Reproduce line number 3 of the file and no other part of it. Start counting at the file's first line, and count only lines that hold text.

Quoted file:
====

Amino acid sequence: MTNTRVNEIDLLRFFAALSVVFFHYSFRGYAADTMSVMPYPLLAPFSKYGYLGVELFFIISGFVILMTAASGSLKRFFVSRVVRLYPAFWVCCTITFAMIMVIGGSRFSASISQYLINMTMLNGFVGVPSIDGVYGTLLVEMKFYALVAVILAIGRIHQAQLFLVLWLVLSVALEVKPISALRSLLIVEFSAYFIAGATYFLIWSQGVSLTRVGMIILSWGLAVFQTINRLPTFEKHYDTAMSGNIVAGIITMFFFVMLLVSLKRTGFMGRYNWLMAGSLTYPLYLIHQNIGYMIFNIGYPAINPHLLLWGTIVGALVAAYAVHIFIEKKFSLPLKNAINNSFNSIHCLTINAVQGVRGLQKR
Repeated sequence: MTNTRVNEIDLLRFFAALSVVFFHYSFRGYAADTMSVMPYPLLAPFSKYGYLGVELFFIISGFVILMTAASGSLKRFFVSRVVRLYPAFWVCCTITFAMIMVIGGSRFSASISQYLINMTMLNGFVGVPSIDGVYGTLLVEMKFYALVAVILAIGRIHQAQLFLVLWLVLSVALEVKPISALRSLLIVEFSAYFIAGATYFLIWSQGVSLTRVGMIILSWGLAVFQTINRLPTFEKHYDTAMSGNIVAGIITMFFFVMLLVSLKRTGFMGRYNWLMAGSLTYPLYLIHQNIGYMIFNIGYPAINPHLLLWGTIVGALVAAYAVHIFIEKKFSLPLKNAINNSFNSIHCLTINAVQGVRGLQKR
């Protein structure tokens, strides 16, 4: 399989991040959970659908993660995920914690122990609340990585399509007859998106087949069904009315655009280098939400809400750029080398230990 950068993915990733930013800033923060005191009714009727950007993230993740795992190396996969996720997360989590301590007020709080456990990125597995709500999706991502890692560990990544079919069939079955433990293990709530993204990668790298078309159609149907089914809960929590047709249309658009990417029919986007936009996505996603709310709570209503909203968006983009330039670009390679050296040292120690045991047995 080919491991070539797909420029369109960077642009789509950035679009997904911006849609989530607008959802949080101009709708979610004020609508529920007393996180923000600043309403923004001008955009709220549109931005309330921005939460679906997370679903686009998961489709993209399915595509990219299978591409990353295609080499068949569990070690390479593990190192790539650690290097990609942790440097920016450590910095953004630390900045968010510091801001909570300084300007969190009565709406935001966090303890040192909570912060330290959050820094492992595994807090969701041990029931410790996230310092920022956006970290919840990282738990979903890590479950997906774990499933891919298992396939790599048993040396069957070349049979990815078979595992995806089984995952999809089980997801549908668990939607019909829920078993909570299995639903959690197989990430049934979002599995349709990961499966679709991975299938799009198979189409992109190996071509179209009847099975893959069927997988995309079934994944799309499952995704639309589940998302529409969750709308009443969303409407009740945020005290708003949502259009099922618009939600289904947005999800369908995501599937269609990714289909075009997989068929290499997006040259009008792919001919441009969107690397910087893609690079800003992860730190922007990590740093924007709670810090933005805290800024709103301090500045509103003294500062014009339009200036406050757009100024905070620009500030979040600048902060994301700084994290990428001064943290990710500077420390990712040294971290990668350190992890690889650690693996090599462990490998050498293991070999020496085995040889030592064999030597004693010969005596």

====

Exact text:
């Protein structure tokens, strides 16, 4: 399989991040959970659908993660995920914690122990609340990585399509007859998106087949069904009315655009280098939400809400750029080398230990 950068993915990733930013800033923060005191009714009727950007993230993740795992190396996969996720997360989590301590007020709080456990990125597995709500999706991502890692560990990544079919069939079955433990293990709530993204990668790298078309159609149907089914809960929590047709249309658009990417029919986007936009996505996603709310709570209503909203968006983009330039670009390679050296040292120690045991047995 080919491991070539797909420029369109960077642009789509950035679009997904911006849609989530607008959802949080101009709708979610004020609508529920007393996180923000600043309403923004001008955009709220549109931005309330921005939460679906997370679903686009998961489709993209399915595509990219299978591409990353295609080499068949569990070690390479593990190192790539650690290097990609942790440097920016450590910095953004630390900045968010510091801001909570300084300007969190009565709406935001966090303890040192909570912060330290959050820094492992595994807090969701041990029931410790996230310092920022956006970290919840990282738990979903890590479950997906774990499933891919298992396939790599048993040396069957070349049979990815078979595992995806089984995952999809089980997801549908668990939607019909829920078993909570299995639903959690197989990430049934979002599995349709990961499966679709991975299938799009198979189409992109190996071509179209009847099975893959069927997988995309079934994944799309499952995704639309589940998302529409969750709308009443969303409407009740945020005290708003949502259009099922618009939600289904947005999800369908995501599937269609990714289909075009997989068929290499997006040259009008792919001919441009969107690397910087893609690079800003992860730190922007990590740093924007709670810090933005805290800024709103301090500045509103003294500062014009339009200036406050757009100024905070620009500030979040600048902060994301700084994290990428001064943290990710500077420390990712040294971290990668350190992890690889650690693996090599462990490998050498293991070999020496085995040889030592064999030597004693010969005596």